Admiring the Backsides of Beachfront Houses

In an effort to get to know Santa Barbara better, I’ve been embarking on a series of walks—because you see so much more when you slow down.

From a purely practical perspective, Padaro Lane makes a near-ideal walk: it’s flat and not that busy with cars, and you can park in the Loon Point Beach lot. The only real demerit is the constant freeway noise. You might also experience a train rushing by, but I personally find that exhilarating.

Heading east, the first thing you notice—besides the rather nouveau Padaro Lane signage—is how big the lots are at this end. My husband and I paused to watch a woman try to coax her horse into the truck. The dog was no help.

It’s also a bit wilder at this end of Padaro, at least on the freeway side, as you can see from the graffitied railway bridge. I was surprised to spot Queen Anne’s lace, a flower I associate with the East Coast (and I don’t think I’ve ever come across here).

Rancho Cariñoso has a great old-school sign, and the “private property” is in the same style as the occasional Montecito Police Patrol signs you still see around town. The barbed wire is rather aggressive, though.

Padaro has awesome trees. Take note of the last photo—the entrance to 3165 Padaro Lane runs through a grove of magnolias.

While I would prefer to actually see the houses, at least the gates range from utilitarian to ornate.

My general rule is that an interesting gate is not a great investment, but the one below gets tens across the board. It made me wonder whether anyone around here has ever made one from old surfboards.

As you walk east, the focus is on the right side of the street, where the houses are. Occasionally the left side is worth paying attention to—such as the effort someone put into a border, and a pretty little parking area. (Well, it’s pretty except for the orange traffic cones.)

Once you hit the U-shaped Beach Club Road (below), home to a gated community, the lots get smaller.

And as the lots grow smaller, houses are more likely to be closer to the street; moreover, the lots are often divided in two, which means you get a more satisfying glimpse of the one on the street. Three architectural doodads that caught my eye: a triangular gable, a permanent umbrella reminiscent of the kind McDonald’s use to have, and a long overhang serving no clear purpose.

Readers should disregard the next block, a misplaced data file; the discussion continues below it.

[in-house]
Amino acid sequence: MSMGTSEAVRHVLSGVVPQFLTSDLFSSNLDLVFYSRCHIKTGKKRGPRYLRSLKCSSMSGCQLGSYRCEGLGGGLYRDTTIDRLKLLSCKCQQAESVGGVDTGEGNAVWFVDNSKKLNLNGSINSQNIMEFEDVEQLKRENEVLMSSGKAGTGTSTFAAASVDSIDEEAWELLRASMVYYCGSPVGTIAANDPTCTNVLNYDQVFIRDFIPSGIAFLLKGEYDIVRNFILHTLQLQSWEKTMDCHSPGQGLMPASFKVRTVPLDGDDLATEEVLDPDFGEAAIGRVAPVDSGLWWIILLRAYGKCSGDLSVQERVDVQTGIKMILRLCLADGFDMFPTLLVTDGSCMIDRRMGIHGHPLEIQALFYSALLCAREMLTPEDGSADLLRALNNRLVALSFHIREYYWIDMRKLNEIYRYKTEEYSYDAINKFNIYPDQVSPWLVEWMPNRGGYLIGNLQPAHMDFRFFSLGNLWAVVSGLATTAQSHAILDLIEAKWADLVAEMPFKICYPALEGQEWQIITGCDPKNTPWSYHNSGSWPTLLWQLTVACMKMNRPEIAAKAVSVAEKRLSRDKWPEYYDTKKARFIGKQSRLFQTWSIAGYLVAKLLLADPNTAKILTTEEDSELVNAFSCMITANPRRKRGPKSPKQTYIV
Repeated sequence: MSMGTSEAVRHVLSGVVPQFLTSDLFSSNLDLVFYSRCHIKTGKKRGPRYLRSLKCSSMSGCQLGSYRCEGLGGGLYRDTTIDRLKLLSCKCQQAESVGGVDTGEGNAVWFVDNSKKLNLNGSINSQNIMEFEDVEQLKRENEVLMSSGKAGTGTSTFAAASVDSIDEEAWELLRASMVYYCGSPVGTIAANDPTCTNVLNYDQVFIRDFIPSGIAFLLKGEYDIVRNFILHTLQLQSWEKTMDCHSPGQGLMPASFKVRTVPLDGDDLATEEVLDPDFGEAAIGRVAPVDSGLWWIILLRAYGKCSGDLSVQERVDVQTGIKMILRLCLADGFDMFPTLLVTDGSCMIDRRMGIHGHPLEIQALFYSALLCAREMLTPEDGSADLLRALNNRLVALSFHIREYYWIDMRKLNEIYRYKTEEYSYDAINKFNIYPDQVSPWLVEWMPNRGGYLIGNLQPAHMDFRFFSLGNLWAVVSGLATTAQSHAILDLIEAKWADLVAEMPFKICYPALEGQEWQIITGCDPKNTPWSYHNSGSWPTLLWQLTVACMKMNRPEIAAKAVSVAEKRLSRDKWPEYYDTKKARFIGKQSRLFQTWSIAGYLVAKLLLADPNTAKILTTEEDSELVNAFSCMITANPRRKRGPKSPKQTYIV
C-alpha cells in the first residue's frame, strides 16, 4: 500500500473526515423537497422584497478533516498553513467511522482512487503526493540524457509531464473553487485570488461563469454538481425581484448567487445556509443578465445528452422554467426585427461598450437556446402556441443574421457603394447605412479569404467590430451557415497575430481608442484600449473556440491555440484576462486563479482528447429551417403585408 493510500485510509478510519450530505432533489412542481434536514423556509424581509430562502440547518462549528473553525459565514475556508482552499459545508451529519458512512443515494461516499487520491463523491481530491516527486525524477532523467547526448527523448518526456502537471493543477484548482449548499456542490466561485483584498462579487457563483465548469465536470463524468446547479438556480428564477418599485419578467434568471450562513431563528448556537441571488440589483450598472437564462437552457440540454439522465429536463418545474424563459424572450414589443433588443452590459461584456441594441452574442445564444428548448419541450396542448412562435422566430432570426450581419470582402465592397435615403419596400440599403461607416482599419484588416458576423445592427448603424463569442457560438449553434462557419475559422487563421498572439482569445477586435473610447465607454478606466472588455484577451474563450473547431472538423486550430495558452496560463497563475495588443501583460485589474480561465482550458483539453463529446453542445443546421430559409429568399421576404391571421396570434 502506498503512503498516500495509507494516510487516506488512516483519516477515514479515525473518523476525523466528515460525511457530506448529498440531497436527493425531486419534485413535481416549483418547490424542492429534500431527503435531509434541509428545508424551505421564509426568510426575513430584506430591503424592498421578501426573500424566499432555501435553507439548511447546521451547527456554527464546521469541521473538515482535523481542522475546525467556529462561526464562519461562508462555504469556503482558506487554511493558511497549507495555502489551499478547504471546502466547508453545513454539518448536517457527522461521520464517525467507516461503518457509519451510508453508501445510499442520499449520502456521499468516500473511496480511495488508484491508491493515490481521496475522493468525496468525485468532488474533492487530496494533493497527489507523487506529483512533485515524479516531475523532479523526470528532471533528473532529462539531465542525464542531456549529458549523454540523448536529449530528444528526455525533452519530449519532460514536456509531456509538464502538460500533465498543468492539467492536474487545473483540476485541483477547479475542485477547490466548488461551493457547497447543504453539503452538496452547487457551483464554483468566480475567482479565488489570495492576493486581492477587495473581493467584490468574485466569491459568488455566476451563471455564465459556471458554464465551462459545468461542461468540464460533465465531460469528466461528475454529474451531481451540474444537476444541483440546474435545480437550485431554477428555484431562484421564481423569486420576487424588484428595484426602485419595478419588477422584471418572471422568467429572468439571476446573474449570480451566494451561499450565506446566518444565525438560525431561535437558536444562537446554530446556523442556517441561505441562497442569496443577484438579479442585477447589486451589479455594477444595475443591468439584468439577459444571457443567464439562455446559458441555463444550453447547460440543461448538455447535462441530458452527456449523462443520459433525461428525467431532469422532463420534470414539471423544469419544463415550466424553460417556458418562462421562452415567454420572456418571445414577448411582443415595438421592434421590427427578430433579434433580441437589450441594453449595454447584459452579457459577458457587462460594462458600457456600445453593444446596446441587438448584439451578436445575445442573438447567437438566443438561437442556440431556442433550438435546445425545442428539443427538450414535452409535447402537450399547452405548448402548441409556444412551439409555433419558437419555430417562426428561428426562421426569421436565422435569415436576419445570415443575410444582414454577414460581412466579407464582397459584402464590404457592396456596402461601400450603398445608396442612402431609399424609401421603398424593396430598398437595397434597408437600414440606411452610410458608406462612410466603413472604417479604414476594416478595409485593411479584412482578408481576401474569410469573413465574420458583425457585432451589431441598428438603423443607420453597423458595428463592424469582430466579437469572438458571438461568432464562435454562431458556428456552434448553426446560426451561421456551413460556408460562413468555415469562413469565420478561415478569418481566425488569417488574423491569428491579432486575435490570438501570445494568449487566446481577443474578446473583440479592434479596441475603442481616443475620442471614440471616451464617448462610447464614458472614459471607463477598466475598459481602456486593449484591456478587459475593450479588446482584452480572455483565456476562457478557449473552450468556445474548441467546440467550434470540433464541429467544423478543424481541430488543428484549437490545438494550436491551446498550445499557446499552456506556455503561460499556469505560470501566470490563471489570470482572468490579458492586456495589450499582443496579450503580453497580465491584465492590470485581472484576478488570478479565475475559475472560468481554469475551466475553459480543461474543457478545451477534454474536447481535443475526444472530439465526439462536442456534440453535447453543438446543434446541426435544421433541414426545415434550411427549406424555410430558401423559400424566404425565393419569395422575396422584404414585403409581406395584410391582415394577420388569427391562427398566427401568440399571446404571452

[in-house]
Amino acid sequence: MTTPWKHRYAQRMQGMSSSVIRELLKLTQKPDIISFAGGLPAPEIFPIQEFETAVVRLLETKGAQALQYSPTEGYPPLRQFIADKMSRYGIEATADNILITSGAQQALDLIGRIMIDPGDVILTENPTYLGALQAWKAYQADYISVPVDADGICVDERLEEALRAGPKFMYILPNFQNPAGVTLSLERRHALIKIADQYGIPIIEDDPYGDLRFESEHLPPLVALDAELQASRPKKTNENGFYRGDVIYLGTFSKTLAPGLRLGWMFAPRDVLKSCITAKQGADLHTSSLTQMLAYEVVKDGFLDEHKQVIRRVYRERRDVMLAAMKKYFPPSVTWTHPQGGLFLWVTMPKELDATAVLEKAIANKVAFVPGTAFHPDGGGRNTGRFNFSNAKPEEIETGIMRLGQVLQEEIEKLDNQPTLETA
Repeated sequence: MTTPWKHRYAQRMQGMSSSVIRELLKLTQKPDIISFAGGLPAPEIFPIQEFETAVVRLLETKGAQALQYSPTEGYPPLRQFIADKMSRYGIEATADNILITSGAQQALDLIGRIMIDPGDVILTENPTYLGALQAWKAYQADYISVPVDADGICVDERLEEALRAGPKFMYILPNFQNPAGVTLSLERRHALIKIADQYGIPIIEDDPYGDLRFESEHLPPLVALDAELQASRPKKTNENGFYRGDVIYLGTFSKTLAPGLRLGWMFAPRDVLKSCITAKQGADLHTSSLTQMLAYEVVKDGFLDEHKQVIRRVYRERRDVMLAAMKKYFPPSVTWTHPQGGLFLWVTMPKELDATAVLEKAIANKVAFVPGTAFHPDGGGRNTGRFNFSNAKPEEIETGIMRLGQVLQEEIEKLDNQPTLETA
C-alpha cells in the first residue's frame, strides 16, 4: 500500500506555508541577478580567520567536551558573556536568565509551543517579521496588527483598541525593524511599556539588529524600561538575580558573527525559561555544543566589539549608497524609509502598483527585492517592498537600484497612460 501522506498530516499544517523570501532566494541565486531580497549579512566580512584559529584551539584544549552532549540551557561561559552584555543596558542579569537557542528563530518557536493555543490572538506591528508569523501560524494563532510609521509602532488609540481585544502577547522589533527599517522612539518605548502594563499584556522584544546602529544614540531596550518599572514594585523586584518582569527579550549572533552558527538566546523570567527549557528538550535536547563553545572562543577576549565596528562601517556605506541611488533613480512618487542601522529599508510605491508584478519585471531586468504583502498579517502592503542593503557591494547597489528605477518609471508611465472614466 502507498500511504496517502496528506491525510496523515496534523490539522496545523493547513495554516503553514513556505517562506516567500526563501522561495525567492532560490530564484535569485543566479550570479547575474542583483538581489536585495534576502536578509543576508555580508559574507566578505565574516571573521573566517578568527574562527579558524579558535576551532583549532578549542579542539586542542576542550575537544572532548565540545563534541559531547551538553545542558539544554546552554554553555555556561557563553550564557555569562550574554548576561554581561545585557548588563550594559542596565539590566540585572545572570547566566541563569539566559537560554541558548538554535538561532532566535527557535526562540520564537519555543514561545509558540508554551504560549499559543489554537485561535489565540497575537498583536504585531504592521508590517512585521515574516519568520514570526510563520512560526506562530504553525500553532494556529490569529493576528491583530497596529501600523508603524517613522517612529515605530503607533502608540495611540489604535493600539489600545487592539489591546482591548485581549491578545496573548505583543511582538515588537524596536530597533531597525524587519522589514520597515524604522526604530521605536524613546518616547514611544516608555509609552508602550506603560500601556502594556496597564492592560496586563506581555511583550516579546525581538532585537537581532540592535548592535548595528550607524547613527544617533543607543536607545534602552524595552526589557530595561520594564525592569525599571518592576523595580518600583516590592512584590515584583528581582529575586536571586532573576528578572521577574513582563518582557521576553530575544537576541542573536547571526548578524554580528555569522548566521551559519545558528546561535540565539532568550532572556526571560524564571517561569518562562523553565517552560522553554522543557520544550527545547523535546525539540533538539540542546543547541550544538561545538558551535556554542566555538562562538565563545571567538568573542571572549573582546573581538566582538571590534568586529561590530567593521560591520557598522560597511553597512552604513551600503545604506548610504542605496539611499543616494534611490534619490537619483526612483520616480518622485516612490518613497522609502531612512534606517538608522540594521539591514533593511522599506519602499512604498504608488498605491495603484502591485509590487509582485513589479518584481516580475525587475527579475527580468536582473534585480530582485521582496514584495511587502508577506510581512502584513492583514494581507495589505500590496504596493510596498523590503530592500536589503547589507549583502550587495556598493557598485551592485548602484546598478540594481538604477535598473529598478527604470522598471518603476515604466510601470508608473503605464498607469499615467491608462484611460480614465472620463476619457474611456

There are some beautiful contemporary houses…

…and some mystifying ones, too.

Check out the curved roof! I planned on making a point of looking for this house from the beach side on the return trip, but we decided to take the street instead.

All the palms on this channel make it feel like somewhere tropical.

By this point, the lots are thin slivers angled toward the beach, presumably to maximize views. The lack of gates lets you see much more. If I remember correctly, the quaint midcentury house in the second photo is slated for demolition.

Sometimes, of course, you might prefer to see less.

This white house reminded me of the Shutters on the Beach hotel in Santa Monica (and it makes for a striking counterpoint to the brown one next door). In the second photo, check out the curtained entrance next door.

Unpainted wood shingles are especially well-suited to the street; maybe more new houses will go that direction.

This might be the biggest house we saw…

…and this the most awkward. Even the name on the plaque—EXTA-SEA—is a groaner.

We turned around where the street crosses the railroad track, but not before standing on the tracks—always a thrill—and noticing how much Sand Point Road looks like a mirage, or perhaps a sun-bleached Emerald City.

Possibly because of the way the lots are angled, we noticed things on the way back that we hadn’t seen before: the appealing gray and white houses side by side, a mermaid mailbox, a garage with a cutout to allow for easier access, and the “kapu” sign. From Wikipedia: “Kapu is the ancient Hawaiian code of conduct of laws and regulations. The kapu system was universal in lifestyle, gender roles, politics and religion. [..] The Hawaiian word kapu is usually translated to English as ‘forbidden,’ though it also carries the meanings of ‘keep out,’ ‘no trespassing,’ ‘sacred,’ ‘consecrated,’ or ‘holy.'”

Almost back where we started is the lush bougainvillea hedge at 2825 Padaro Lane, a 10-acre property that Kevin Costner listed in 2017 for $60 million, then slashed the price twice till it was $49 million. It doesn’t appear to have sold, but a plan was filed with the county last October for “the construction of a new approximately 16,388-square-foot single family dwelling, approximately 3,365 square feet of accessory structures, a new pool and spa, a new pond, and associated infrastructure.”

Previous “Walk With Me” posts:
Social Distancing Made Easy at UCSB
In the Heart of the Golden Quadrangle
Is There a Better Neighborhood for a Stroll Than West Beach?
Up, Down, and All Around Montecito’s Pepper Hill
E. Canon Perdido, One of Downtown’s Best Strolling Streets
Montecito’s Prestigious Picacho Lane
Whitney Avenue in Summerland
School House Road and Camphor Place